Poverty leading to resource dilution when family size increases and sibling complementarity are probable causes for keeping children away from school and making them work. The elimination of school fees was a first step, but clearly not a big enough one. The estimated costs (2002) of RWF 11,000 ($21) per child per year were still a great deterrent to enrolling a child in school. Even the Ministry of Education (see ) recognised that the main financial support at that time for children attending school is the family (90.6%), followed by the state (4.5%) and then other organisations. Subsidies for school uniforms for children from extremely poor and incomplete families could be a policy option. Experiments in Kenya illustrated that giving school uniforms to poor children reduced school absenteeism (see ). School uniforms could perhaps be bought by schools and loaned to families for a nominal fee. It should be discussed whether the advantages of compulsory school uniforms are more important than achieving full school enrolment and completion in a country that has so many poor parents/caretakers. The World Food Program (WFP) started the school feeding program (SFP) in Rwanda in 2001. In 2005, the Rwanda SFP was targeted to 12 drought-prone, food-insecure districts. Attendance rates in WFP-assisted schools increased from 73 percent to 95 percent in 2006 (see ). From January 2008 to December 2012, WFP extended its program targeting 290,000 students in 300 schools, at a cost of $4.5 million per year. In response to government’s policy shift to include free education to nine years of basic education (9YBE), WFP has raised its target to 350,000 across the country. Nutritious food is provided as a daily cooked meal in primary schools, and starting in 2010 WFP also provided a monthly take-home ration of vegetable oil for host families of orphans and vulnerable children (OVC) (see ). The Rwandan government aims at the implementation of a general school feeding programme by 2012, when the WFP support (the government partner in feeding school children) will be phased out. The assessment of local production for school meals in Rwanda is the first step towards having parents and local communities taking over WFP school-feeding programmes (see ). The latest news on this topic, however, is that—after the ending of the WFP program—schools will ask parents to pay RWF 4700 (around $8) for a period of 3 months or the authorities will ask a support from residents for the meals distributed at school if the program is to continue (see ). As our analyses showed that the very poor have lower odds of attendance, requesting a contribution of parents might introduce a new barrier for this group in particular, and finding ways of exempting them from charges might be called for. Enforcing the laws on compulsory primary education and the prohibition of child labour and apprenticeships by children under the age of 15 who have not completed primary education could possibly also contribute to achieving MDG 2. The education situation of orphans has deteriorated in Rwanda. This is a problem that will not disappear when the victims of the disturbing events of the 1990s have grown up as long as people continue to fall victim to HIV/AIDS. Particularly orphans of parents who died of this disease are stigmatised and receive less community support (see ). A grant given to the orphan him- or herself to cover the cost of uniforms and books or as reward for actually attending school would be preferable to providing the orphan’s household with general financial support. There are also clear limits to what policies might achieve. Several authors have concluded that when enrolment in primary education is close to universal, as it is in Rwanda, the enabling factors hardly contribute to even higher attendance rates, although they might play a role in the completion of primary school and therefore also in the enrolment in secondary education. Bold et al. , Behrman and Skoufias  found this to be the case for Kenya and Mexico. In the evaluation of PROGRESA (PROGRESA is a Mexican government program introduced in August1997 as a key component of its poverty alleviation strategy. PROGRESA is an acronym for “Programa de Education, Salud y Alimentacion” or the “Education, Health and Nutrition Program” ) in Mexico, Coady  found that this programme increased the enrolment rates by 0.74–1.07 percentage points for boys and 0.96–1.45 percentage points for girls. However, our analyses showed that constraining factors are of importance to specific groups and policies may be devised to target these groups in particular to increase their efficiency. Yet we are aware that achieving universal completion of primary education depends on more than educational policies. We agree with Buchmann  that a lack of added value in the labour market of a completed education might negatively affect the tradeoff between the costs and returns related to older pupils. Education is not just an instrument, but also an outcome of poverty reduction and economic development. Further research into the driving factors for completion rather than just attendance is needed.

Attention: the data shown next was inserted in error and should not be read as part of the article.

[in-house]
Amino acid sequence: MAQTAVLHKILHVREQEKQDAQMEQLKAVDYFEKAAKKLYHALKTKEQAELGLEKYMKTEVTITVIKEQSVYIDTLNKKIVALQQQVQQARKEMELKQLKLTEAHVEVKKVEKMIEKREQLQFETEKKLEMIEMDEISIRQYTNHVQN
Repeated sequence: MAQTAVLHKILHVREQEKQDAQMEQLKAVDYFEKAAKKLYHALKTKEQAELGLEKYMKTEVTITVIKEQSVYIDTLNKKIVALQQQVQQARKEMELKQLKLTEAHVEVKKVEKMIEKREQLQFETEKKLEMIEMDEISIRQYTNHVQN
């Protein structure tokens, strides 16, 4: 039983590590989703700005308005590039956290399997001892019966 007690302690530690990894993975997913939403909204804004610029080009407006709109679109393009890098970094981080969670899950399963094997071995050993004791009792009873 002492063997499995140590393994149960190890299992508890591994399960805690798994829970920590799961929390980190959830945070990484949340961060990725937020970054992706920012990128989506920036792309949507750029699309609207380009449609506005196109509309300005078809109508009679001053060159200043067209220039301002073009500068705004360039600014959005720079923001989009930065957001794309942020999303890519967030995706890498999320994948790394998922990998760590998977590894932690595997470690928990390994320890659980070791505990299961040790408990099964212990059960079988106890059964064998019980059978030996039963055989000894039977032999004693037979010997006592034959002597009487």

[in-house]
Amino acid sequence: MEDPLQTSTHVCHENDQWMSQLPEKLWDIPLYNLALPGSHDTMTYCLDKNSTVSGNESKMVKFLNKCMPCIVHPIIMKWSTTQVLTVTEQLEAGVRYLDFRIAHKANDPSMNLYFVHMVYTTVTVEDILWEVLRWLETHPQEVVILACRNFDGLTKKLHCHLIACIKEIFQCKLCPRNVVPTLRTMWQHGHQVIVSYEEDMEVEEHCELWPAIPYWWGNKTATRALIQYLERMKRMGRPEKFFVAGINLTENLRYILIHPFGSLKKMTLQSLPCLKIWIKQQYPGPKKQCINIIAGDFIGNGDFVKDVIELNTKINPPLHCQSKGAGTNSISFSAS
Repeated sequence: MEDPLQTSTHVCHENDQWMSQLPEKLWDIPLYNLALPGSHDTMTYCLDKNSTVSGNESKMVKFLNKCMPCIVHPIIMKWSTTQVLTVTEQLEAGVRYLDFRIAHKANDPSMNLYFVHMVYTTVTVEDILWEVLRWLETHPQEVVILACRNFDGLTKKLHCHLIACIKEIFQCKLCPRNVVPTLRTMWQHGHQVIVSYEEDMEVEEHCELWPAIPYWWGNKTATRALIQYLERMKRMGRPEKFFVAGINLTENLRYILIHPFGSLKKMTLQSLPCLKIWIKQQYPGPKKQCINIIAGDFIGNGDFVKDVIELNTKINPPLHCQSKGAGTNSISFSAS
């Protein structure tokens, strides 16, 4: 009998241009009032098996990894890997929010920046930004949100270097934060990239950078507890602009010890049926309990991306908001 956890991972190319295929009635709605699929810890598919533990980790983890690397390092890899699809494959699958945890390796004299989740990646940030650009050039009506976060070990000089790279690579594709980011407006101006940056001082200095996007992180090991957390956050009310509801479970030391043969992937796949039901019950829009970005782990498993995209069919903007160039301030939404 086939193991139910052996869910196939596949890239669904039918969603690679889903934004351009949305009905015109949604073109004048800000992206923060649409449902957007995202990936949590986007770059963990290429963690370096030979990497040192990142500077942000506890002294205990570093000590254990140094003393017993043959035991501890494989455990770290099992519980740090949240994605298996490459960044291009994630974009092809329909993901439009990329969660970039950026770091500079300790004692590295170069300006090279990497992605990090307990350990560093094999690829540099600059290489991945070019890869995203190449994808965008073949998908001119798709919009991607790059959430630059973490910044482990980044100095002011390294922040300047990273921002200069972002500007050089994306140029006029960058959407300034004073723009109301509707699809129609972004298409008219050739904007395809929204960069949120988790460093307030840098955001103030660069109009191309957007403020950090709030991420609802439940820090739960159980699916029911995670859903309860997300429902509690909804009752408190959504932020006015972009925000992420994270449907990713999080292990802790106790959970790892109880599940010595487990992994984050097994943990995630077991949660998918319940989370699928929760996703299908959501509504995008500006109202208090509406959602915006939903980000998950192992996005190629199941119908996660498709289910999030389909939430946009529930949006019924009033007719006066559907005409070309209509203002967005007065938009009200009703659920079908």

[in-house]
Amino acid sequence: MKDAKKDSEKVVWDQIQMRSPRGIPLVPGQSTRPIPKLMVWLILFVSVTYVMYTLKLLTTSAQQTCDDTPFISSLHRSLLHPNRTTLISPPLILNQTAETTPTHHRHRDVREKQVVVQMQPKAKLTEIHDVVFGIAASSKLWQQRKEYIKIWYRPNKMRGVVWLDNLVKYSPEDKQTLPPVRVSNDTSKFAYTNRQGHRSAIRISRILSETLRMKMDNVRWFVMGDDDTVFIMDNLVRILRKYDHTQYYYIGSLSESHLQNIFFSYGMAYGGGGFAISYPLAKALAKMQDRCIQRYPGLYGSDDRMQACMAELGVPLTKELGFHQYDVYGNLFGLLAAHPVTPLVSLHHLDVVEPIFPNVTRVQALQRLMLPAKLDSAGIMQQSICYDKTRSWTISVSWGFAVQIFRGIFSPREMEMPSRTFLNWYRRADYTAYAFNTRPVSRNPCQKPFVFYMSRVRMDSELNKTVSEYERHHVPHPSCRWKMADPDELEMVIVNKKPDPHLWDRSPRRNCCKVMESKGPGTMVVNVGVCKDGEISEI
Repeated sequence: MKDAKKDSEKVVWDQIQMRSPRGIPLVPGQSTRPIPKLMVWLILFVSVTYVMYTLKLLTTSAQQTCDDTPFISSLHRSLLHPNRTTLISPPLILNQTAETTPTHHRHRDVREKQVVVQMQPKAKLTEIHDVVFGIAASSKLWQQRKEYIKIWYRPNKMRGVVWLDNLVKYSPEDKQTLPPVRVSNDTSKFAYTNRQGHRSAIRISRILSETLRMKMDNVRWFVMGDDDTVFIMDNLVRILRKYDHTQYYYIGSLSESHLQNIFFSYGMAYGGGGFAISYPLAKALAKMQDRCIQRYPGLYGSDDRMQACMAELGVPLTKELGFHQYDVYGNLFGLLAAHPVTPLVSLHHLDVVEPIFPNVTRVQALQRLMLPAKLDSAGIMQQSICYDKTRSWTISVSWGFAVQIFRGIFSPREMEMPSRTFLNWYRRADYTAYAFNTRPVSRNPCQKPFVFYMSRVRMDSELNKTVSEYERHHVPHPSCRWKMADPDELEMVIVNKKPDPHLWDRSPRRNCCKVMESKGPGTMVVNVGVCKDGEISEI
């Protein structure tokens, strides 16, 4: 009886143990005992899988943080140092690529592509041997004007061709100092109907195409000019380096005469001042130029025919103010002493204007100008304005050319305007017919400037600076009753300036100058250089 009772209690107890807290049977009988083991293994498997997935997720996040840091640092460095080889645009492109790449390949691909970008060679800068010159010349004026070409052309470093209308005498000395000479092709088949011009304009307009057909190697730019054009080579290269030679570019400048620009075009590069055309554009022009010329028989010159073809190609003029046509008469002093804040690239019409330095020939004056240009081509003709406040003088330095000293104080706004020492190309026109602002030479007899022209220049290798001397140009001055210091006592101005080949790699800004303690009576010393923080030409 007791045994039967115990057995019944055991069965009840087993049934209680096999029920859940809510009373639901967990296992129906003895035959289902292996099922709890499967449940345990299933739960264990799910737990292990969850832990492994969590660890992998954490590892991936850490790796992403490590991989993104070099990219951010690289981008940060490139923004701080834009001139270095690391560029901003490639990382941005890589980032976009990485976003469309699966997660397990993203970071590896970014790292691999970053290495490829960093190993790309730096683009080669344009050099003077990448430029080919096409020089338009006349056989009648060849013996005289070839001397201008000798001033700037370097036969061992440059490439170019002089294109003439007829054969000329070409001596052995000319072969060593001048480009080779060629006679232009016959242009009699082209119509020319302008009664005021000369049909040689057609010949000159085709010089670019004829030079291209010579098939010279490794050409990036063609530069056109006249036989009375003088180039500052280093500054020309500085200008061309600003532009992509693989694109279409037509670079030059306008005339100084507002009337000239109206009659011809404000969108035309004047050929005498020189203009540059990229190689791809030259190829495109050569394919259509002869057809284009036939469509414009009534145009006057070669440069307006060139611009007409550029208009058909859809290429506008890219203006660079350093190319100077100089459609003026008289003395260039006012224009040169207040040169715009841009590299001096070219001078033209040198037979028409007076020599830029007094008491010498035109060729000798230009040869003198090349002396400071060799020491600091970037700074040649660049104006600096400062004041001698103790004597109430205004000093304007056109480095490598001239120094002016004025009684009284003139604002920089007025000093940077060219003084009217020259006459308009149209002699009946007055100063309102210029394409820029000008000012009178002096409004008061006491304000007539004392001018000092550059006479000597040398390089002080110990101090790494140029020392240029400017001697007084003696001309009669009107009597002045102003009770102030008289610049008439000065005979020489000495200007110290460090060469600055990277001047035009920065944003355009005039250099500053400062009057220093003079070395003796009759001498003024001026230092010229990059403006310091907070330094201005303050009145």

The authors would like to express their appreciation to Hewlett Foundation and Netherlands Organisation for Scientific Research for their financial support (Grant no. W07 40 202 00), to the anonymous reviewers for their stimulating comments, and to Jeremy Raynor for language editing.